Ogni comportamento, ogni gesto, ha la sua importanza per combattere la miseria e l'esclusione. Esistono diversi modi di agire, qualunque siano le nostre competenze e disponibilità. Questi messaggi, queste testimonianze, sono tanto l'espressione di un impegno personale quanto di uno collettivo. Non esitate ad apportare il vostro contributo.

Le testimonianze sono pubblicate sotto la responsabilità dei loro autori. Verranno pubblicate solo se rispettano nella forma e nel contenuto lo spirito della giornata, cosi come viene definito nella Plateforme pour le 17 octobre.

Message of Activist, Kimberly Cook, October 17, United Nations HQ, New York

Good Afternoon,

My name is Kim Cook. I was pregnant when I first went into a shelter.

At first, the Department of Transitional Assistance couldn’t help me. They said I didn’t need a shelter — I could sleep on someone’s couch. I only got into a shelter when I showed up with my infant son in February and told them: “I have nowhere to go. I am going to be out on the street tonight with a 2-month-old in the middle of winter.”

I have been in a shelter for five years now. They were giving out housing vouchers, but I was not eligible because my last permanent residence wasn’t a Boston address. The shelter I am in now is infested with mice. People break the rules and have cats to control the mice, and the shelter lets them do it.

In the welfare hotel we were in before, there was no kitchen, just a tiny microwave and fridge. Microwaving food is not a healthy way to raise children, but that was the only choice we had. I got a crockpot, but they took it and said they would return it when we moved out because crockpots were not allowed.

It seems like a lot of the system is built to keep people in poverty. For example, there’s a limit to how much money you can save. If you have more than $2,000, your benefits get cut off. But it costs more than $2,000 to get an apartment. You need the first month’s rent and a security deposit. How am I supposed to save for an apartment if I can’t have more than $2,000?

There are assistance programs, but it is not feasible for families to get assistance with all the hurdles they have to jump. Sometimes, I feel like policies are put in place more to protect the system from abuse than to lift people up.

My children are half Native American. We lost our state health insurance for two months because they said I didn’t send in the necessary paperwork to prove that my children are Native American. With Massachusetts’s health insurance, there are no extra benefits for being Native American. Why did I have to get all these documents?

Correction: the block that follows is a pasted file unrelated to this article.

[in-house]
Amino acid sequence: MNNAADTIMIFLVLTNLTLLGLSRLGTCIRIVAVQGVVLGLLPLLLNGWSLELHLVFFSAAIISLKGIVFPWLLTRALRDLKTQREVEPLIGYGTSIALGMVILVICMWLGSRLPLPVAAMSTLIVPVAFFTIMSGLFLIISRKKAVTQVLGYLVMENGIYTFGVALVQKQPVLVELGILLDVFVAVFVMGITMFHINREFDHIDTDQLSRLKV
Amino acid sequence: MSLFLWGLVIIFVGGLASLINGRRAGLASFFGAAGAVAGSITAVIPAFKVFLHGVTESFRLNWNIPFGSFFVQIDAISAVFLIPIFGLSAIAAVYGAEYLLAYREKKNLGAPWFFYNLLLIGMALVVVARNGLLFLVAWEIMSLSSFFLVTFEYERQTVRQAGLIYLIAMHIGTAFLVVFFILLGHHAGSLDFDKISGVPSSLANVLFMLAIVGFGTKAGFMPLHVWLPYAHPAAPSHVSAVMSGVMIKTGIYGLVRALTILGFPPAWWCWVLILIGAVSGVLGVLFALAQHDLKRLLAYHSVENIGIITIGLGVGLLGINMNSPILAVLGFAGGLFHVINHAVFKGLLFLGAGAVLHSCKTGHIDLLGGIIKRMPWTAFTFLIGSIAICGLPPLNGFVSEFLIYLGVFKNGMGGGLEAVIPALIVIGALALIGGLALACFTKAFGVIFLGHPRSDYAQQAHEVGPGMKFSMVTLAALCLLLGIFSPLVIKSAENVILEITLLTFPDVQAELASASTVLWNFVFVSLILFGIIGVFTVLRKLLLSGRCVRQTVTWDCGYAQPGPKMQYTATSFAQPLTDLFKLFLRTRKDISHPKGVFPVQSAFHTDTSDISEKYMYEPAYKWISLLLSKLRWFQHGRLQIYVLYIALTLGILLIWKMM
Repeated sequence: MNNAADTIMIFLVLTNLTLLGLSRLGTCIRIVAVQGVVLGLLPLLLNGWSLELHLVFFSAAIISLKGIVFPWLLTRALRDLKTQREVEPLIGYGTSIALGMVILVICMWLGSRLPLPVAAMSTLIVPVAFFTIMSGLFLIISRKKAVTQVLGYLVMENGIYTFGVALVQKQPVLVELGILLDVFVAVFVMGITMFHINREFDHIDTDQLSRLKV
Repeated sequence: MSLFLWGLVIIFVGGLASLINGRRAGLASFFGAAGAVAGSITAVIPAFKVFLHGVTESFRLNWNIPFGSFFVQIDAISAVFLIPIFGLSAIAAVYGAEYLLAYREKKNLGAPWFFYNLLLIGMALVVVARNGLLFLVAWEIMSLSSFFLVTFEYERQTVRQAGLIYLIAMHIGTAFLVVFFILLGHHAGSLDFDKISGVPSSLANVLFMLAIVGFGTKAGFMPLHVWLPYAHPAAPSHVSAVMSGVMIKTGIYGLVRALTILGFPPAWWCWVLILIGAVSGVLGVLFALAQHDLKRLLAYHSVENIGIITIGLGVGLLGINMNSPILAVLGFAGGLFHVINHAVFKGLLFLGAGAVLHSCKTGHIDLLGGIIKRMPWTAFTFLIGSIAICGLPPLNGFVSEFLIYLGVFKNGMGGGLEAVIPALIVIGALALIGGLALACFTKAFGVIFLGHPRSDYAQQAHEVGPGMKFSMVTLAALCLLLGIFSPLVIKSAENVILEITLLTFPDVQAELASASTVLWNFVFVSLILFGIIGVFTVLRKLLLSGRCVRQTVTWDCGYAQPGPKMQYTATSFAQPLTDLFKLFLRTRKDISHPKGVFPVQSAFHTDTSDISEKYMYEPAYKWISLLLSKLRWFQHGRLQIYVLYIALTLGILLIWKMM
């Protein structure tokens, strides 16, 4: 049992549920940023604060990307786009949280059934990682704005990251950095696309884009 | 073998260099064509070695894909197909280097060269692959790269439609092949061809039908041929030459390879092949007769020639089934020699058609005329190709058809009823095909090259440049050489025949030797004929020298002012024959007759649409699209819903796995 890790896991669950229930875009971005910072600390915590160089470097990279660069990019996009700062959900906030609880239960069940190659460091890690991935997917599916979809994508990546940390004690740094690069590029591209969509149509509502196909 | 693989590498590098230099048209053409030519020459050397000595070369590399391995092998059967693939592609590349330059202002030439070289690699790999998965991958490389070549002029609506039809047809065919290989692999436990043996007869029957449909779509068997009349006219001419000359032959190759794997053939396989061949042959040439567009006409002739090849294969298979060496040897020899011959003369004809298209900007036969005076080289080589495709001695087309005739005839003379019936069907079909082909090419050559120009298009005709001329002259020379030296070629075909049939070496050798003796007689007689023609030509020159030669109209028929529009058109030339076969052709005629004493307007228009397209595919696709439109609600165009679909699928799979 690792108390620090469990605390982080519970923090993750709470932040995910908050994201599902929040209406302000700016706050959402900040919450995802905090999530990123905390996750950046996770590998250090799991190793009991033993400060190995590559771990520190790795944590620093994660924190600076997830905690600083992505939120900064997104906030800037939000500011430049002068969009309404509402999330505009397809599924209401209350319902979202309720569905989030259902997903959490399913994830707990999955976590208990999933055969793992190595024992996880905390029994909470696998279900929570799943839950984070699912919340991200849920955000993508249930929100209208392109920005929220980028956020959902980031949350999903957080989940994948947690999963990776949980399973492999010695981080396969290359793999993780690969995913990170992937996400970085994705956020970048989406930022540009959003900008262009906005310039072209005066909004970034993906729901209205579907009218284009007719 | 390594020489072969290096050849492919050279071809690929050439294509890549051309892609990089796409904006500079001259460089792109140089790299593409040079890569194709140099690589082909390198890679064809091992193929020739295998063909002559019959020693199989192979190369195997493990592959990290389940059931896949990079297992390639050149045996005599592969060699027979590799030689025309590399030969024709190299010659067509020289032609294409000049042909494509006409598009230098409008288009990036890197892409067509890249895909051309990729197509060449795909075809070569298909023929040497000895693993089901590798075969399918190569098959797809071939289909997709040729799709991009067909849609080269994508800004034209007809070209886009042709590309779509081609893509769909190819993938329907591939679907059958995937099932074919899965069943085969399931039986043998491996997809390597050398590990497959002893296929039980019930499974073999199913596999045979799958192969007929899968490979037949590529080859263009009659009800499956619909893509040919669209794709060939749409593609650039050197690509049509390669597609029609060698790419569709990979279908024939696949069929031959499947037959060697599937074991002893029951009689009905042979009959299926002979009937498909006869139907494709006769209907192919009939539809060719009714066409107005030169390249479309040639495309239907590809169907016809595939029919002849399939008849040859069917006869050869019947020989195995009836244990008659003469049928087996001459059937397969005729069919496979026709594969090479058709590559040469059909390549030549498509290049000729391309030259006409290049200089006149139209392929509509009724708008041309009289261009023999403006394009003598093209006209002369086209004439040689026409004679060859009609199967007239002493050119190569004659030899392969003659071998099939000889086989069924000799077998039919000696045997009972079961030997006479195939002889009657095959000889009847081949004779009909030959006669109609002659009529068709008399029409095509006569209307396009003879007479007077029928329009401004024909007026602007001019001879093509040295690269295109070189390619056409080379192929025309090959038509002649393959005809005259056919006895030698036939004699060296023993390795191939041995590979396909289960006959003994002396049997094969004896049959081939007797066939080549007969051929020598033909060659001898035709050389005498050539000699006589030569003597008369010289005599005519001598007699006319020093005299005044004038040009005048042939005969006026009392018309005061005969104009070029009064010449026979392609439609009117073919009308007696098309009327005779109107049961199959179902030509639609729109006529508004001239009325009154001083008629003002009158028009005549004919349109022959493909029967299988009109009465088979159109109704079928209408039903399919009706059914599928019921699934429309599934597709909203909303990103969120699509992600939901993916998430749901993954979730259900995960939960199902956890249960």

In the end, they listed my kids as white. I got my health insurance back by hiding who they truly are for the bureaucracy. I think it’s partially discrimination, but it’s also a lack of trust.

At the dentist, it was either live with a rotting tooth or pay the $1,500. In the end, I went to a dental school where a student worked on me. They got hands-on training, and I got the tooth removed. When you live in poverty, you have to know those strategies, otherwise you can’t get what you need and access your basic rights.

I know homeless couples who are in the street because they are not legally married and can’t go to a shelter together. I know a 17-year-old teenager who is out on the street because family shelters won’t take males over 17. There are so many faces of humanity being ignored because of poverty.

In Boston, most public bathrooms close at 5pm. After 5, there is nowhere for people living on the street to even wash their hands. There should be access to basic necessities regardless of income or housing status. The homeless community says this is just how it is; the bureaucrats don’t listen to us. We vote, but things aren’t changing the way we want. Why am I settling for that? Why am I not crying out that this is a crime against humanity? That this is degrading?

I want to be part of changing the system.

I volunteer every week with a program that has free lunch and art programs for the homeless. I can always help people in some way. I buy them a cup of coffee when I have the money. They struggle and get down and I say: “It’s going to get better; just keep hanging in there.” The only thing that gets us through each day is that we rely on one another. We are stronger together. Really, we’re a family.

While I live in the shelter, I’m trying to give my kids as normal a life as possible. I might not be able to afford everything, but I want my children to have diverse learning experiences. They know they live in a shelter, but they don’t feel any different than their friends at school. I don’t want them to feel they missed out on something because of our financial situation.

Children are the ones that will carry us into the future, so we need to raise them right. I pride myself on raising my children without discrimination. I teach them that everyone is the same; it doesn’t matter if they look different, if they speak different; everyone is the same. That is a very important lesson that needs to be spread.

There can be discrimination against people who receive public assistance or have government health insurance. There needs to be public education to end this discrimination. It’s not something that happens overnight; it’s not something that’s ingrained in us. It’s something that’s taught. This is a vital step for people to get out of poverty. It’s a struggle, but it’s worth it.

This testimony is linked to the event: 
Video: Commemoration at the United Nations Headquarters
Genevieve Tardieu